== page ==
Low back pain is one of the most common reasons patients visit all physicians in the United States and it represents a substantial financial burden on society (1). The most common treatments are pharmaceuticals, which are either prescribed or self administered, and manual care, which is delivered largely by chiropractors. Nutrition is not generally considered in the treatment of low back pain and, in fact, there are few trials that have specifically studied the effect of diet and/or supplements. This leads some to incorrectly view that nutrition may not be useful. The problem with this view is that no matter where the pain may be, the same peripheral and central nervous mechanisms are involved, which includes the release of chemical mediators, such as prostaglandins and cytokines (2), which are known to be modulated by diet and supplementation (3). In this article, three different types of common pain patients will be discussed. Those whose back pain begins without obvious injury; those who suffered an obvious strain that led to pain; and individuals with chronic aches and pains that vary in intensity and generally make life miserable.
Reduced caloric intake
In human and animal studies, caloric restriction has been associated with the reduction of pain and inflammation (4-6). The precise mechanisms are not known for sure; however, it is clear that overeating nutrient-free and calorie dense foods will lead to postprandial elevations in glucose and triglycerides, which is associated with inflammation and is referred to as postprandial dysmetabolism (7). Americans spend most of their waking hours in the postprandial dysmetabolic state (7). While postprandial dysmetabolism is largely studied in the context of heart disease and diabetes, it can be applied to all conditions associated with inflammation. In other words, it makes no sense for patients with pain to live their lives in the postprandial inflammatory state. Identifying these patients in advance is helpful; they are overweight and sedentary, which is the majority of patients. These patients overeat sugar, flour, and excessively fatty foods at the expense of vegetables and fruit.Perhaps a chronic postprandial dysmetabolic inflammatory state is why patients are less responsive to spinal adjustments today, compared to yesteryear. This has been suggested to me as a possible reason by numerous DCs in the past twenty years who had been in practice for at least 40 years. Modest caloric restriction immediately reduces postprandial inflammation (7), a practice that should be adopted by all patients in pain. Simply cut out the high calorie dessert foods and snacks and increase the consumption of whole foods, particularly vegetables and fruit.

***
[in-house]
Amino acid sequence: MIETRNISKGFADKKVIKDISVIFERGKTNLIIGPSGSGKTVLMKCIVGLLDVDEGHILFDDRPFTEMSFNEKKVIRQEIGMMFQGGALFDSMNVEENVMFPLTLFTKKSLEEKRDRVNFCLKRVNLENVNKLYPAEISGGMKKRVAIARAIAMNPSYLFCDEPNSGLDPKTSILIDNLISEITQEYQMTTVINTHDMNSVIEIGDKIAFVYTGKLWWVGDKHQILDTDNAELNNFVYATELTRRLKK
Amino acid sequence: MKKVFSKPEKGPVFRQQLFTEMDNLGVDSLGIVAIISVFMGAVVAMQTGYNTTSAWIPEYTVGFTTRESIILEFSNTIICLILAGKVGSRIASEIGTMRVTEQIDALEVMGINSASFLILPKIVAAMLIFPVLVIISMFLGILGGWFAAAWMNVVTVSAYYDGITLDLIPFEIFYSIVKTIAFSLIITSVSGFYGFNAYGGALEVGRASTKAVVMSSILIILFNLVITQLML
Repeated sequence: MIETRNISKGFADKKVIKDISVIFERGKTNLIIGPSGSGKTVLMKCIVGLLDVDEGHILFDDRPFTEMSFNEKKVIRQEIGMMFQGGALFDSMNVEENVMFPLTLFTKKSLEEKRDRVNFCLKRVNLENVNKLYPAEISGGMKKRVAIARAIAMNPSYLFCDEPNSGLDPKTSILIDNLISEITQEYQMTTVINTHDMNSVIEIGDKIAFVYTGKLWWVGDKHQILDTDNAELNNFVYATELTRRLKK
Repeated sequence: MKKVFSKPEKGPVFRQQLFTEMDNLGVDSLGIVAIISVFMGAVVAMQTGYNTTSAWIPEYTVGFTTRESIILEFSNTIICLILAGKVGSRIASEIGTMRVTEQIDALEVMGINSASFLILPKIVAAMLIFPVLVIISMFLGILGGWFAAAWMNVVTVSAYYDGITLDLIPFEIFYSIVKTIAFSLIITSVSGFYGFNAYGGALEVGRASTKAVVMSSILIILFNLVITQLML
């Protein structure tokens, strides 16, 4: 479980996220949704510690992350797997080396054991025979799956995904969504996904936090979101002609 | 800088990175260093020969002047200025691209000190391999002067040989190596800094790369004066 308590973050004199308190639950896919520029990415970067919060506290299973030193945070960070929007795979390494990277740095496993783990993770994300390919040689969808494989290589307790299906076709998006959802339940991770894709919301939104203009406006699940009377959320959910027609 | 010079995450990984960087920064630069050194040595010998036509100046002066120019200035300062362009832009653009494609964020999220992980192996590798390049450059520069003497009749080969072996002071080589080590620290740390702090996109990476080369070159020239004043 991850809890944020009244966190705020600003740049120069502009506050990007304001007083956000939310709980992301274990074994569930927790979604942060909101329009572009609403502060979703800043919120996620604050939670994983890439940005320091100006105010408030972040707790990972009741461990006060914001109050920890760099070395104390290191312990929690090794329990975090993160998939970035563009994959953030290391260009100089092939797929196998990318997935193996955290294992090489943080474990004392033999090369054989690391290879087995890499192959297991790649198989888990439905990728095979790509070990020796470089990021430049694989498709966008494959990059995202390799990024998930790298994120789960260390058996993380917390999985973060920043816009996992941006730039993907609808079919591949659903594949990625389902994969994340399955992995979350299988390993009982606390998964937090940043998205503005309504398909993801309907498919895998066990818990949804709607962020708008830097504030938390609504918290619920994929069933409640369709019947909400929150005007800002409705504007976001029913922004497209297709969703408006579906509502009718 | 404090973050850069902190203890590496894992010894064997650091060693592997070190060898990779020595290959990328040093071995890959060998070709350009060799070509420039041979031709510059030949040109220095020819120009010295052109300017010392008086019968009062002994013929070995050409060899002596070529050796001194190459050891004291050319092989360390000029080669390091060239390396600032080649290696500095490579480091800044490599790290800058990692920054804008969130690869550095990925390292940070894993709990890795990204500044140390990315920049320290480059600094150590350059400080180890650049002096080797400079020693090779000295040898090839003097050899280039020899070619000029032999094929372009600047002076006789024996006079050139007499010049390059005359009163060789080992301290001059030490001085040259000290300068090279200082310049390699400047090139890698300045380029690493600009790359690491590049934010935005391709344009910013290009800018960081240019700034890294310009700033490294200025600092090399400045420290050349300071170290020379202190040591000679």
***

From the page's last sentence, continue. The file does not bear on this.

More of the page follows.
Back pain that develops without obvious injury